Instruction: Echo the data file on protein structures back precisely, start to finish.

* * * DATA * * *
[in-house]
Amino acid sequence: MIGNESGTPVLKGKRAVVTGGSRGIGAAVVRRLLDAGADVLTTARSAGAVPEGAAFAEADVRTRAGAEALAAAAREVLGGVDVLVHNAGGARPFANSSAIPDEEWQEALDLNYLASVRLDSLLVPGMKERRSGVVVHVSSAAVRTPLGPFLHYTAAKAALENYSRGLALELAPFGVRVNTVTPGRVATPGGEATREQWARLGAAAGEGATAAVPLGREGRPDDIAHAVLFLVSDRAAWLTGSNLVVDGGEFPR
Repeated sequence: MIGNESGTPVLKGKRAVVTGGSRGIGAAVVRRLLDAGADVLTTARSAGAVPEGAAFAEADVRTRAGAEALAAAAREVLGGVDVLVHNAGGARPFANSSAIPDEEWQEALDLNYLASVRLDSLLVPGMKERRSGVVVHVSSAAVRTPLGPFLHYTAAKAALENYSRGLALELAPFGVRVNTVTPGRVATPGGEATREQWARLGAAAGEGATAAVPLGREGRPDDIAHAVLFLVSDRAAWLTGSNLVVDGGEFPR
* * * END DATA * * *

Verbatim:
[in-house]
Amino acid sequence: MIGNESGTPVLKGKRAVVTGGSRGIGAAVVRRLLDAGADVLTTARSAGAVPEGAAFAEADVRTRAGAEALAAAAREVLGGVDVLVHNAGGARPFANSSAIPDEEWQEALDLNYLASVRLDSLLVPGMKERRSGVVVHVSSAAVRTPLGPFLHYTAAKAALENYSRGLALELAPFGVRVNTVTPGRVATPGGEATREQWARLGAAAGEGATAAVPLGREGRPDDIAHAVLFLVSDRAAWLTGSNLVVDGGEFPR
Repeated sequence: MIGNESGTPVLKGKRAVVTGGSRGIGAAVVRRLLDAGADVLTTARSAGAVPEGAAFAEADVRTRAGAEALAAAAREVLGGVDVLVHNAGGARPFANSSAIPDEEWQEALDLNYLASVRLDSLLVPGMKERRSGVVVHVSSAAVRTPLGPFLHYTAAKAALENYSRGLALELAPFGVRVNTVTPGRVATPGGEATREQWARLGAAAGEGATAAVPLGREGRPDDIAHAVLFLVSDRAAWLTGSNLVVDGGEFPR